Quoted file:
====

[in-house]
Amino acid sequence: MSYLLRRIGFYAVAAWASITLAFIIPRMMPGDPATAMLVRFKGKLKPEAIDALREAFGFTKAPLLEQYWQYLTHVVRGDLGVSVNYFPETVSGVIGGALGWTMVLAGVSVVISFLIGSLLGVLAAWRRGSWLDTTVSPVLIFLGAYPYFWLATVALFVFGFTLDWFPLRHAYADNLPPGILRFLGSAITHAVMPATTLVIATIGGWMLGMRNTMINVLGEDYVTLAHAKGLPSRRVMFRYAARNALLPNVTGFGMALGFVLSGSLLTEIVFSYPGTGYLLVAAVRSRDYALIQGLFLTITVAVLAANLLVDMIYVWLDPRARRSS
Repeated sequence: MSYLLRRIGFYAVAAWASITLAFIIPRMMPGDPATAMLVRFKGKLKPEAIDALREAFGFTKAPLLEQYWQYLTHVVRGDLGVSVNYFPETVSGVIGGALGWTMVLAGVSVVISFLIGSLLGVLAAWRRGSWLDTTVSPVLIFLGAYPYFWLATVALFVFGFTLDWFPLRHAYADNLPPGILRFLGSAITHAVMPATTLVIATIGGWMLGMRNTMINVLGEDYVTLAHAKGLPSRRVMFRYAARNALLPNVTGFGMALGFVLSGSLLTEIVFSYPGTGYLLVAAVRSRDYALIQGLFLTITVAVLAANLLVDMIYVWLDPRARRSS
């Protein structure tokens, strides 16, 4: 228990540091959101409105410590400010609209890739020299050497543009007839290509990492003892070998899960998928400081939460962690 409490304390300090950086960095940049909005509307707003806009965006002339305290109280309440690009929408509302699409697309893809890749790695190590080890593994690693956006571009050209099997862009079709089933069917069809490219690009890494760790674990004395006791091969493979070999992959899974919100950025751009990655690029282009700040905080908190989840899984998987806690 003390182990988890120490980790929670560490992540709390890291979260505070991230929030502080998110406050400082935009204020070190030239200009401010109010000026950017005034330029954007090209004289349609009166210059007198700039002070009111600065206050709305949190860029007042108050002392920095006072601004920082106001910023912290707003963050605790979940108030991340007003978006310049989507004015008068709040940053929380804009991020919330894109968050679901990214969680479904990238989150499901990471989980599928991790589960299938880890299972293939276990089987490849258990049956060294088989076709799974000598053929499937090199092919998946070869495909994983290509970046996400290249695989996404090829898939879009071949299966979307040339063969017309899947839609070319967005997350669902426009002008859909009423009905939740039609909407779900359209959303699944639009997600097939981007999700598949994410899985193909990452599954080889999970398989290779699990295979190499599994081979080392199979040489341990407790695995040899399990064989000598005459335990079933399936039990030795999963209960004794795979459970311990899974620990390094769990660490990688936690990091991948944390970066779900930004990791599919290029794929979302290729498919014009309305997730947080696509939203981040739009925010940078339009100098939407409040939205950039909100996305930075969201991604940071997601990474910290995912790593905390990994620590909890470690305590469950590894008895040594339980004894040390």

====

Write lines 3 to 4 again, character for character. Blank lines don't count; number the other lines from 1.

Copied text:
Repeated sequence: MSYLLRRIGFYAVAAWASITLAFIIPRMMPGDPATAMLVRFKGKLKPEAIDALREAFGFTKAPLLEQYWQYLTHVVRGDLGVSVNYFPETVSGVIGGALGWTMVLAGVSVVISFLIGSLLGVLAAWRRGSWLDTTVSPVLIFLGAYPYFWLATVALFVFGFTLDWFPLRHAYADNLPPGILRFLGSAITHAVMPATTLVIATIGGWMLGMRNTMINVLGEDYVTLAHAKGLPSRRVMFRYAARNALLPNVTGFGMALGFVLSGSLLTEIVFSYPGTGYLLVAAVRSRDYALIQGLFLTITVAVLAANLLVDMIYVWLDPRARRSS
């Protein structure tokens, strides 16, 4: 228990540091959101409105410590400010609209890739020299050497543009007839290509990492003892070998899960998928400081939460962690 409490304390300090950086960095940049909005509307707003806009965006002339305290109280309440690009929408509302699409697309893809890749790695190590080890593994690693956006571009050209099997862009079709089933069917069809490219690009890494760790674990004395006791091969493979070999992959899974919100950025751009990655690029282009700040905080908190989840899984998987806690 003390182990988890120490980790929670560490992540709390890291979260505070991230929030502080998110406050400082935009204020070190030239200009401010109010000026950017005034330029954007090209004289349609009166210059007198700039002070009111600065206050709305949190860029007042108050002392920095006072601004920082106001910023912290707003963050605790979940108030991340007003978006310049989507004015008068709040940053929380804009991020919330894109968050679901990214969680479904990238989150499901990471989980599928991790589960299938880890299972293939276990089987490849258990049956060294088989076709799974000598053929499937090199092919998946070869495909994983290509970046996400290249695989996404090829898939879009071949299966979307040339063969017309899947839609070319967005997350669902426009002008859909009423009905939740039609909407779900359209959303699944639009997600097939981007999700598949994410899985193909990452599954080889999970398989290779699990295979190499599994081979080392199979040489341990407790695995040899399990064989000598005459335990079933399936039990030795999963209960004794795979459970311990899974620990390094769990660490990688936690990091991948944390970066779900930004990791599919290029794929979302290729498919014009309305997730947080696509939203981040739009925010940078339009100098939407409040939205950039909100996305930075969201991604940071997601990474910290995912790593905390990994620590909890470690305590469950590894008895040594339980004894040390």